In China the first day of October celebrates 'National Day', marking the establishment of the PRC, under the Communist Party. This year saw an extra-ordinary effort of 'show-boating' by the country to mark its 60th anniversary – a mark of symbolism as much to the rest of the world as to its own people.
To western eyes that celebration may have seemed somewhat surreal, starting at 2.00am GMT, the President Hu Jintao wearing the eponymous Mao tunic took centre stage, standing upright through the roof-hatch of China's own near simulacrum of a Rolls-Royce Phantom. But with a Chinese twist on the world-class benchmark limousine manufactured by Hongqi, the adapted HQD model – even larger than the phantom - had a re-worked face that reflected the 'glorious past' of Chinese auto marques. That past which ironically were themselves reworks of Eastern European styles derived from US influence which served the Soviet-Sino Communist Bloc for decades.
(As a side bar note also the Geely GE model which mimics the Rolls).
This is not to deride China to any degree, simply that its auto-sector, having arrived so comparatively late, has been a historical story of adaption – firstly from those Czech cars to the American influence of Beijing Jeep in the early 1980s to the almost Baudrillard-like hyper-realism of the Hongqi and Geely GE.
China today finds itself both having to be attuned to our globalised culture where semiotics / symbolism plays such an important role, yet also maintain its own symbolic lineage. This was perhaps the core reason why the Presidential procession appeared so contrived. It may have seemed amateurish to some, but every element serves a purpose.
Perhaps the greatest example of that contrivance were the exteriors of the tanks, missile carriers and other military transport vehicles. For they demonstrated the very paradoxical nature of China's present-day identity, merging both a show-casing of the (to us) distant past and a promising future. This was done via juxtaposed use of 'pixalation-camouflage' paintwork derived straight from a computer video game imagery and white-wall tyres that cognitively demonstrate cleanliness, order, discipline. Thus for western eyes a twisted mix of automotive cultures eras from well before 1949 to well beyond 2009.
Yes, the pixilated liveries combined with white-wall tyres may seem daft, but the aesthetic was unarguably powerful. Almost straight from the Director's mind's-eye, storyboards and edit-suit of 1960s distopian future-scope films like A Clockwork Orange or Fahrenheit 451. Something - unlike the slick latter-day retro-futurist efforts of Brazil, Blade-Runner or The Fifth Element – that was very psychologically jarring. Although all processions are directed, this one appeared almost cinematographically so.
Whist the direction of the 60th anniversary procession was undoubtedly minute perfect, the direction of the country's automotive sector – under the present 5 year plan – has been more questionable to foreign observers.
The past success of speedy and massive economic growth encouraged a plethora of state-derived, joint-venture and all new domestic producers; some as extensions of other industrial works,others as new start-up companies. At one point in mid 2007 there were over 220 enterprises vying for success. Unsurprisingly over-capacity resulted. Recognising this, the current plan called for a consolidation and contraction of the sector, so as to overcome the overt value-destroying nature of sector and to enter a new maturer and value-creating phase. We witness that today as those domestic firms either struggle and close, are merged into bigger fish, or grow as those big-fish. But more so there has been Chinese international ambition as auto-makers try to follow the state plan for globalised Chinese enterprise.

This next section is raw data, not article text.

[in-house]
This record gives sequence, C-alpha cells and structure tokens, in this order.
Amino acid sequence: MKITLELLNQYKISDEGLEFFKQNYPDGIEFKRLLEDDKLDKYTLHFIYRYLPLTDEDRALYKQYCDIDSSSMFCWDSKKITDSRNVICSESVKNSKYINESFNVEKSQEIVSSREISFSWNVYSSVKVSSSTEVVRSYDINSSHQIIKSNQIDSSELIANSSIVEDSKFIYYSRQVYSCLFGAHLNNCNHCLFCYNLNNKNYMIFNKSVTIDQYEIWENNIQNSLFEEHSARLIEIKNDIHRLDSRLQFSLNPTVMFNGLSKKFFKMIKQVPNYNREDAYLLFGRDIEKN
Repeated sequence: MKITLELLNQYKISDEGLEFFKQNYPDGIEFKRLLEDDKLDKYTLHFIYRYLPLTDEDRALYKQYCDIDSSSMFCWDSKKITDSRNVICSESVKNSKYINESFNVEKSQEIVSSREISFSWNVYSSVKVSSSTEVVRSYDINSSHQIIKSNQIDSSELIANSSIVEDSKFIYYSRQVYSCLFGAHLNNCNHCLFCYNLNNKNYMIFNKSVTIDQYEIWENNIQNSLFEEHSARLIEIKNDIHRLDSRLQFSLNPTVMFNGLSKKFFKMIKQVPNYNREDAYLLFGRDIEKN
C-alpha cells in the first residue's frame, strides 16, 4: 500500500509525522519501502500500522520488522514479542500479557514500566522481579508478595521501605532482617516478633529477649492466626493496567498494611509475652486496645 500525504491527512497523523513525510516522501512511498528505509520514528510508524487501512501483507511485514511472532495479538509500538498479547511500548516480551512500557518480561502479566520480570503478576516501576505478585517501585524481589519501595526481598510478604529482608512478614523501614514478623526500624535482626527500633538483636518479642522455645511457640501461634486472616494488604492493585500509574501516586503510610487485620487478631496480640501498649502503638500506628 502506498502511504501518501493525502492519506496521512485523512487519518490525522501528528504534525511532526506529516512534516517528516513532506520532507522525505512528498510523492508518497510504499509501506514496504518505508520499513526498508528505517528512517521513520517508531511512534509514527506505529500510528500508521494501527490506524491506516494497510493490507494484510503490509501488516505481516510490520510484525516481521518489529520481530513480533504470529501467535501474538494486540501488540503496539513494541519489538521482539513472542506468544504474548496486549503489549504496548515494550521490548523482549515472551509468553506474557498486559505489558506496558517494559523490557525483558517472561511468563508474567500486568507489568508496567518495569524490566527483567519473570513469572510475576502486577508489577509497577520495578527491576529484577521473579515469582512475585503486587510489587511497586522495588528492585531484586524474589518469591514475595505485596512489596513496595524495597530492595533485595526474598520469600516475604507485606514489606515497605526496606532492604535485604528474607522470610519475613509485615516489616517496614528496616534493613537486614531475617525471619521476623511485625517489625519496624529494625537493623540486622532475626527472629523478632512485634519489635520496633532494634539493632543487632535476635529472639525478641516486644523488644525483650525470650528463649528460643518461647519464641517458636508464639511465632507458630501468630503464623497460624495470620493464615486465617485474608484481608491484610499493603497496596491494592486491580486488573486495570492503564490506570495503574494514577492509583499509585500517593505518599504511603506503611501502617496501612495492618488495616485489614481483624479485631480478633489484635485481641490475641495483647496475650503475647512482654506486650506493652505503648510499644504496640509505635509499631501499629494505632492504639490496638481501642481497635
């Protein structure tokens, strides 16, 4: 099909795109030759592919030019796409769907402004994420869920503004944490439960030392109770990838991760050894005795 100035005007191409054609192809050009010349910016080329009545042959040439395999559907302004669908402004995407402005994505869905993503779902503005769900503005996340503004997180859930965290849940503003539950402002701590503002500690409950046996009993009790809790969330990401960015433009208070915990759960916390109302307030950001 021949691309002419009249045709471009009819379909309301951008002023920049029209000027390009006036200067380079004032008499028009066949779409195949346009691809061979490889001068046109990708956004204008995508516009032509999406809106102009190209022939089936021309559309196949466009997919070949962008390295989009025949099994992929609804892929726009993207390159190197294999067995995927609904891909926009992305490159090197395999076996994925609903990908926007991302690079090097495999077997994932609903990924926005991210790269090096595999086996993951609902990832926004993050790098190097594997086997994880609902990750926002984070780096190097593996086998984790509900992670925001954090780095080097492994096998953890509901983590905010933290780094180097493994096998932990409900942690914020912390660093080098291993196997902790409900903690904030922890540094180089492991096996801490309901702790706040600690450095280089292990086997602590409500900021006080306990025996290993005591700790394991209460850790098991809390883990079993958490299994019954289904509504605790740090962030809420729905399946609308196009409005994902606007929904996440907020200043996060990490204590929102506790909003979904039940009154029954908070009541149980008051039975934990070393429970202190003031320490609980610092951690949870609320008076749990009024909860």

Thus western eyes have been on the likes of BAIC and Geely in their pronouncements regards US divestments in the form SAAB and Volvo...and critically HUMMER.
Unlike GM's other generally questionable off-loaded brands, HUMMER was divested, candidate contested and sold relatively easily and quickly; the successful joint-buyers being Sichuan Tengzhong Heavy Industrial Machine Company (to hold 80%) and entrepreneur Suolang Duoji (to hold 20% via his company Lumena resources Ltd, a sodium sulphate processing company also based in Sichuan). They take the brand, trademark, further trade-names as well as importantly the IPR of the company. A deal struck at a remarkably low $150 million, which includes GM's agreement to manufacture the vehicles until 2012.
Thus, investment-auto-motives sees the deal as much an 'entente-cordial' between the US and Chinese administrations which usurps what would have been far more contracted negotiations on a purely commercial basis had there not been such a desire for as much 'lassez-faire' bi-lateral trade as possible.
Importantly, set against the bigger context the HUMMER deal is not as simple as the “shameful loss of an American icon” as some US blog-commentators quote, but a major step for China in becoming the world's supplier of military transport might.
China has already mimicked the original HUMVEE/H1 with various copy-cat cars (as per Rolls-Royce), but whilst arguably the highest form of flattery, ownership of the original brand has been viewed as vital by Beijing both in terms of innate symbolism as a world player (as seen with IBM laptop – Lenovo) and on pure commercial grounds – militaristic and civilian.